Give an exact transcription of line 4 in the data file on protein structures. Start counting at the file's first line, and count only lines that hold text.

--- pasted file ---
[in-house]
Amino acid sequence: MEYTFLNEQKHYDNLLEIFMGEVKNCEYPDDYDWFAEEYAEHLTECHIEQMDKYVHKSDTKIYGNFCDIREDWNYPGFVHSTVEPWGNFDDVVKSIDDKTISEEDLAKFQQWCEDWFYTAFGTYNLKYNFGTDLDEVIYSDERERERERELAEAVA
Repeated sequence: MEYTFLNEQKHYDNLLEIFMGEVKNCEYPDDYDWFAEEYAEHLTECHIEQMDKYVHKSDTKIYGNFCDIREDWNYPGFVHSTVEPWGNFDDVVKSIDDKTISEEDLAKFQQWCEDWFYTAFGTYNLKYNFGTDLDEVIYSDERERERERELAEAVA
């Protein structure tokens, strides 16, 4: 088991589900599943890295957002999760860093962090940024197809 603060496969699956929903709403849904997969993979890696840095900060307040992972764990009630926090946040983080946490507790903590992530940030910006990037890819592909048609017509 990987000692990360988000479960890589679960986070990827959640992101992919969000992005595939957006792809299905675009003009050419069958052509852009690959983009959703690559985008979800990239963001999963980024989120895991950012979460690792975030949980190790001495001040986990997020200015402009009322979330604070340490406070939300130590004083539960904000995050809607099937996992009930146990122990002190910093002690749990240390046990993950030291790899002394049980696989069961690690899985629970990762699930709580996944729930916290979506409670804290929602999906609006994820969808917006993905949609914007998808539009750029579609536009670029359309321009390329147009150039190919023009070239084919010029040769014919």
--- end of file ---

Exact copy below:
């Protein structure tokens, strides 16, 4: 088991589900599943890295957002999760860093962090940024197809 603060496969699956929903709403849904997969993979890696840095900060307040992972764990009630926090946040983080946490507790903590992530940030910006990037890819592909048609017509 990987000692990360988000479960890589679960986070990827959640992101992919969000992005595939957006792809299905675009003009050419069958052509852009690959983009959703690559985008979800990239963001999963980024989120895991950012979460690792975030949980190790001495001040986990997020200015402009009322979330604070340490406070939300130590004083539960904000995050809607099937996992009930146990122990002190910093002690749990240390046990993950030291790899002394049980696989069961690690899985629970990762699930709580996944729930916290979506409670804290929602999906609006994820969808917006993905949609914007998808539009750029579609536009670029359309321009390329147009150039190919023009070239084919010029040769014919």